The results of an MRI are considered the gold standard because of the tests’ non-invasive procedure, exquisite contrast of the soft tissues, and multiplanar capabilities. An MRI is not the only diagnostic imaging test that can be used to diagnose an injury. It is still one of the most important and competent ones. It is especially useful when the physical examination and history are not able to reveal much to establish a diagnosis.
Furthermore, the information gained from an MRI gives the surgeon a “map” of the injured area when it is commonly used before orthopedic surgery. It also aids in guiding the surgery to improve the final outcome. Some of the most common sports injuries that benefit from an open MRI scan include tendons, stress fractures, joint injuries, and muscles.
Other Diagnostic Tests Used for Sports Injury Diagnosis
X-rays are quite affordable and allow physicians to identify the problem area easily. Oftentimes, an x-ray is one of the first diagnostic tests for sports injuries. It can help reveal bone fractures, bone spurs, soft-tissue calcifications, and any other issues with the skeletal system. An x-ray is also useful for identifying a fracture’s precise location and severity.
The technician can perform an ultrasound even when your body is in motion. These are especially useful for the examination of tendons. In case of injuries like tendinitis, ultrasounds are the preferred imaging technique of many physicians.
An ultrasound can also be performed while the body is in motion. This leads to conducting an ultrasound in real time to identify a problem. For instance, the ultrasound technologist may ask you to move your affected joint in various ways during an ultrasound.
Computed Tomography (CT) Scan
The main diagnostic imaging techniques for sports injuries are mostly MRI and ultrasound. However, your physician may recommend a CT Scan if they require a more detailed look at the soft tissues or bones. CT scans are useful for showing loose bodies, fracture lines, and other complications associated with complex joints.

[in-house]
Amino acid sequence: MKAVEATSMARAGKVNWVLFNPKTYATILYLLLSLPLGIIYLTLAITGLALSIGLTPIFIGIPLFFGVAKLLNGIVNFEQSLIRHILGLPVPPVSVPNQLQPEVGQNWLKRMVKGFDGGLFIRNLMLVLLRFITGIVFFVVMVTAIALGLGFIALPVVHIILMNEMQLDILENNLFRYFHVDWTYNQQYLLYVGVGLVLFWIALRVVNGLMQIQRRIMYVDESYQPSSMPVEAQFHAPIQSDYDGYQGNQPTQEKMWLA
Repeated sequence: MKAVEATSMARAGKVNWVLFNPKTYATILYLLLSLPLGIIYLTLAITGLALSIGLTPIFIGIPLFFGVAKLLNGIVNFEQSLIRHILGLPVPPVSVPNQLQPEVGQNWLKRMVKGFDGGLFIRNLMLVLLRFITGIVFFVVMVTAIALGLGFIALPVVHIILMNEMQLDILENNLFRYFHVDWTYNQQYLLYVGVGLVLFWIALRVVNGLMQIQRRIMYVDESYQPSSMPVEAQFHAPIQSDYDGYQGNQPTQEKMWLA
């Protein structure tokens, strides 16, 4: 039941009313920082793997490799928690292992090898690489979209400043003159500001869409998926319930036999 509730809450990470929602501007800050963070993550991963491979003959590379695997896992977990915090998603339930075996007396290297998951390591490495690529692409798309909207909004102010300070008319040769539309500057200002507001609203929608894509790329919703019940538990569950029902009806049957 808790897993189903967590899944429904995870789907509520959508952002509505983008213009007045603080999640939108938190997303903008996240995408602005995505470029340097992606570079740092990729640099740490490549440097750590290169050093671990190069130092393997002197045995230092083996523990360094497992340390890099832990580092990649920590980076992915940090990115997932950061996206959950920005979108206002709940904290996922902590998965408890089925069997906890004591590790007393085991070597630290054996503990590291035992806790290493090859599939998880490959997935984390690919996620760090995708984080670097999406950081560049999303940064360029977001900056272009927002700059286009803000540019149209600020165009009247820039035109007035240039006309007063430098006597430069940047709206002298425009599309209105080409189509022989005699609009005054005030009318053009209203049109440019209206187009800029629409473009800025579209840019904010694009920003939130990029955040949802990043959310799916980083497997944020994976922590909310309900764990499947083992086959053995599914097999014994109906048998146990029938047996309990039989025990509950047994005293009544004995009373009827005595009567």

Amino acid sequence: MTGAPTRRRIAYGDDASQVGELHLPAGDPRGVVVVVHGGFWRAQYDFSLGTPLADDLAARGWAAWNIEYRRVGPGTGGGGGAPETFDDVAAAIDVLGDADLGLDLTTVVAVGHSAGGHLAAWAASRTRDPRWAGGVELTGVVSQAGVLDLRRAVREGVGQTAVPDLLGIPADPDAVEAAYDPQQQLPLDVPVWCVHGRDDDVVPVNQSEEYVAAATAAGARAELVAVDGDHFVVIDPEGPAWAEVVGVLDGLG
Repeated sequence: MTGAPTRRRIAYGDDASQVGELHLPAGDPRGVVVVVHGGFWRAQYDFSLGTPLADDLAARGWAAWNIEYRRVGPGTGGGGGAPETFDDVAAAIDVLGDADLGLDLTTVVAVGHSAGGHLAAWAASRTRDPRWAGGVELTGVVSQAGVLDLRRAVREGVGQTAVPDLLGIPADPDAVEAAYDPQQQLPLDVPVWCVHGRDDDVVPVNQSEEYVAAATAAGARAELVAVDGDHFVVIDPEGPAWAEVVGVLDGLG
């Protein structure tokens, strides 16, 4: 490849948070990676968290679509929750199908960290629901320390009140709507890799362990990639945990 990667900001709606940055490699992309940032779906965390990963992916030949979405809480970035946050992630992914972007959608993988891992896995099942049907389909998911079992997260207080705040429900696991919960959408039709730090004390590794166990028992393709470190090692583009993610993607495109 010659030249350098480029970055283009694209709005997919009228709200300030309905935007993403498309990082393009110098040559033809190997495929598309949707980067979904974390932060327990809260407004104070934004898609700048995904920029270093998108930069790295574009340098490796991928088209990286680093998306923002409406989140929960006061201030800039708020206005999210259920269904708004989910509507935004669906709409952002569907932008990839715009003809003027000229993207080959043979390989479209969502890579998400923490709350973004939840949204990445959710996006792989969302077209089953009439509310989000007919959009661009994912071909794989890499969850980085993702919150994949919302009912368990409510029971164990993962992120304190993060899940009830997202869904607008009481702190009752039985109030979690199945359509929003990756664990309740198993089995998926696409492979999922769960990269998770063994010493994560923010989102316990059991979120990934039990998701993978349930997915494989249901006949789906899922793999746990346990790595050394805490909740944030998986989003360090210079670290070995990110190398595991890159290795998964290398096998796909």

The Usefulness of MRI Scans in Various Injuries
MRI scans have the capability to produce unique soft-tissue contracts making them a great tool for sports injury diagnoses. For instance, your physician may recommend it for a knee injury to help identify and define the problem. MRI scans are useful for detecting medical tears.
MRI scans can also help define anterior and posterior cruciate ligament tears. An MRI Scan diagnoses some bone injuries that are impossible to diagnose with x-rays. The full spectrum of findings in a complex knee injury is often only diagnosed by an MRI Scan. We provide the best affordable imaging services in town.
MRI scans are also the only useful technique to gauge the degree of rotator cuff injuries and complete tears. MRI scans are used to identify occult bone injuries in the foot and ankle in patients who are experiencing persistent pain. Other kinds of injuries, such as plantar fasciitis, ligament disruption, and Achilles tendon tears, are also better diagnosed by an MRI Scan.
In conclusion, an open MRI scan from a reputable MRI clinic can help evaluate a broad range of musculoskeletal injuries in a non-invasive manner. Sports injuries are quite common, and your physician knows best when to conduct an MRI scan.
However, whatever kind of sports injury you struggle with, getting an MRI can be stressful. A good MRI clinic will make you comfortable and try to make your experience as smooth as possible. Professional clinics ensure you feel comfortable and prioritize your care, so it is important to choose a clinic for your MRI scan wisely.